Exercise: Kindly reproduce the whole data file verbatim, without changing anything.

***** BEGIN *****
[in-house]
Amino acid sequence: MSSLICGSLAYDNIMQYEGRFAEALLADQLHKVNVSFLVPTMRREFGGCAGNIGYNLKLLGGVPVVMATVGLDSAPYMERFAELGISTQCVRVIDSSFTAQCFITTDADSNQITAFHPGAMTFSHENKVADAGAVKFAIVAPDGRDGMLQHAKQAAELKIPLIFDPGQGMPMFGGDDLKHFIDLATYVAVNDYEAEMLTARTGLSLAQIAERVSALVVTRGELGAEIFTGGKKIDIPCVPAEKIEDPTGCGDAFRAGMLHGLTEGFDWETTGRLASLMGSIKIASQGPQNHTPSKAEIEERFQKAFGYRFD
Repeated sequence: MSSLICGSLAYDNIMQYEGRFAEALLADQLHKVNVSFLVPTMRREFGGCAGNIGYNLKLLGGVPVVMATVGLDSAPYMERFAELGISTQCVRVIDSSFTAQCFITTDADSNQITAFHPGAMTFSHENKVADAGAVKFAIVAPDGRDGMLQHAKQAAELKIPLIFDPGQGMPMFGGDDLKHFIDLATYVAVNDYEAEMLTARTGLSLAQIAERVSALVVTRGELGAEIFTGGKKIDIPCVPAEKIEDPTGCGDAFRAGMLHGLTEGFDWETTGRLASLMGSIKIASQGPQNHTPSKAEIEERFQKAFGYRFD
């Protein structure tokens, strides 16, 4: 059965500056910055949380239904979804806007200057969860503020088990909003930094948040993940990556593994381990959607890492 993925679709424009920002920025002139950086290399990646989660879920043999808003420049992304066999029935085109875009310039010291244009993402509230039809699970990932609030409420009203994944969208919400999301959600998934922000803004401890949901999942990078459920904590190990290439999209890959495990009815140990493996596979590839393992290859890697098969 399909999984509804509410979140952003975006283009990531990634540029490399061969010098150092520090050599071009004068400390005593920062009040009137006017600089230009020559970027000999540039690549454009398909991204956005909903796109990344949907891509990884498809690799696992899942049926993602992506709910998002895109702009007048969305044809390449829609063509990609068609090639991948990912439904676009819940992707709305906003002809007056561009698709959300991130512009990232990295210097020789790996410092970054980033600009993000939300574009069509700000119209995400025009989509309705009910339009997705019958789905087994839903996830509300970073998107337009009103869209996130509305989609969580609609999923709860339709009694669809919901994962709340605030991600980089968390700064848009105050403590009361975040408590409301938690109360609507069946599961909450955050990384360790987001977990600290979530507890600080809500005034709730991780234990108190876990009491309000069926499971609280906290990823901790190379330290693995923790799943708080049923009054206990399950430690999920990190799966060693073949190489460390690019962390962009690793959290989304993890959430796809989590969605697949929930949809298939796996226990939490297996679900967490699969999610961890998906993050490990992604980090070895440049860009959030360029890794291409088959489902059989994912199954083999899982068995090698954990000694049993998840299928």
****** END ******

[in-house]
Amino acid sequence: MSSLICGSLAYDNIMQYEGRFAEALLADQLHKVNVSFLVPTMRREFGGCAGNIGYNLKLLGGVPVVMATVGLDSAPYMERFAELGISTQCVRVIDSSFTAQCFITTDADSNQITAFHPGAMTFSHENKVADAGAVKFAIVAPDGRDGMLQHAKQAAELKIPLIFDPGQGMPMFGGDDLKHFIDLATYVAVNDYEAEMLTARTGLSLAQIAERVSALVVTRGELGAEIFTGGKKIDIPCVPAEKIEDPTGCGDAFRAGMLHGLTEGFDWETTGRLASLMGSIKIASQGPQNHTPSKAEIEERFQKAFGYRFD
Repeated sequence: MSSLICGSLAYDNIMQYEGRFAEALLADQLHKVNVSFLVPTMRREFGGCAGNIGYNLKLLGGVPVVMATVGLDSAPYMERFAELGISTQCVRVIDSSFTAQCFITTDADSNQITAFHPGAMTFSHENKVADAGAVKFAIVAPDGRDGMLQHAKQAAELKIPLIFDPGQGMPMFGGDDLKHFIDLATYVAVNDYEAEMLTARTGLSLAQIAERVSALVVTRGELGAEIFTGGKKIDIPCVPAEKIEDPTGCGDAFRAGMLHGLTEGFDWETTGRLASLMGSIKIASQGPQNHTPSKAEIEERFQKAFGYRFD
């Protein structure tokens, strides 16, 4: 059965500056910055949380239904979804806007200057969860503020088990909003930094948040993940990556593994381990959607890492 993925679709424009920002920025002139950086290399990646989660879920043999808003420049992304066999029935085109875009310039010291244009993402509230039809699970990932609030409420009203994944969208919400999301959600998934922000803004401890949901999942990078459920904590190990290439999209890959495990009815140990493996596979590839393992290859890697098969 399909999984509804509410979140952003975006283009990531990634540029490399061969010098150092520090050599071009004068400390005593920062009040009137006017600089230009020559970027000999540039690549454009398909991204956005909903796109990344949907891509990884498809690799696992899942049926993602992506709910998002895109702009007048969305044809390449829609063509990609068609090639991948990912439904676009819940992707709305906003002809007056561009698709959300991130512009990232990295210097020789790996410092970054980033600009993000939300574009069509700000119209995400025009989509309705009910339009997705019958789905087994839903996830509300970073998107337009009103869209996130509305989609969580609609999923709860339709009694669809919901994962709340605030991600980089968390700064848009105050403590009361975040408590409301938690109360609507069946599961909450955050990384360790987001977990600290979530507890600080809500005034709730991780234990108190876990009491309000069926499971609280906290990823901790190379330290693995923790799943708080049923009054206990399950430690999920990190799966060693073949190489460390690019962390962009690793959290989304993890959430796809989590969605697949929930949809298939796996226990939490297996679900967490699969999610961890998906993050490990992604980090070895440049860009959030360029890794291409088959489902059989994912199954083999899982068995090698954990000694049993998840299928």